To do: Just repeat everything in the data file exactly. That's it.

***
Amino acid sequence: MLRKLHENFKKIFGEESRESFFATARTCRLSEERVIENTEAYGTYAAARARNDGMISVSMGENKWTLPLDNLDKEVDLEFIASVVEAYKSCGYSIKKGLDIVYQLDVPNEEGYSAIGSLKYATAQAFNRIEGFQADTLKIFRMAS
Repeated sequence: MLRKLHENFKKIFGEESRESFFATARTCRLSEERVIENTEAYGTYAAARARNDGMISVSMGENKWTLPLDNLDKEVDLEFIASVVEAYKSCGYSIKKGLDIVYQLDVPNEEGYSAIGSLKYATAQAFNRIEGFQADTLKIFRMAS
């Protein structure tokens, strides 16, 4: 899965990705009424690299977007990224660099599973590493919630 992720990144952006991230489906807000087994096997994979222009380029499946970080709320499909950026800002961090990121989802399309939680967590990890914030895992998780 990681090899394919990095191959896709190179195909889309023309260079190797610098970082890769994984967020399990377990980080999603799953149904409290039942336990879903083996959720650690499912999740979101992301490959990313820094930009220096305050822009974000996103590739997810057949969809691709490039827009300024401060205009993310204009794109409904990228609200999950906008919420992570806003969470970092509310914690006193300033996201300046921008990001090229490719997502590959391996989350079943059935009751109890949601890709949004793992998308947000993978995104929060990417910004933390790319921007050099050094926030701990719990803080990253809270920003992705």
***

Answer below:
Amino acid sequence: MLRKLHENFKKIFGEESRESFFATARTCRLSEERVIENTEAYGTYAAARARNDGMISVSMGENKWTLPLDNLDKEVDLEFIASVVEAYKSCGYSIKKGLDIVYQLDVPNEEGYSAIGSLKYATAQAFNRIEGFQADTLKIFRMAS
Repeated sequence: MLRKLHENFKKIFGEESRESFFATARTCRLSEERVIENTEAYGTYAAARARNDGMISVSMGENKWTLPLDNLDKEVDLEFIASVVEAYKSCGYSIKKGLDIVYQLDVPNEEGYSAIGSLKYATAQAFNRIEGFQADTLKIFRMAS
């Protein structure tokens, strides 16, 4: 899965990705009424690299977007990224660099599973590493919630 992720990144952006991230489906807000087994096997994979222009380029499946970080709320499909950026800002961090990121989802399309939680967590990890914030895992998780 990681090899394919990095191959896709190179195909889309023309260079190797610098970082890769994984967020399990377990980080999603799953149904409290039942336990879903083996959720650690499912999740979101992301490959990313820094930009220096305050822009974000996103590739997810057949969809691709490039827009300024401060205009993310204009794109409904990228609200999950906008919420992570806003969470970092509310914690006193300033996201300046921008990001090229490719997502590959391996989350079943059935009751109890949601890709949004793992998308947000993978995104929060990417910004933390790319921007050099050094926030701990719990803080990253809270920003992705």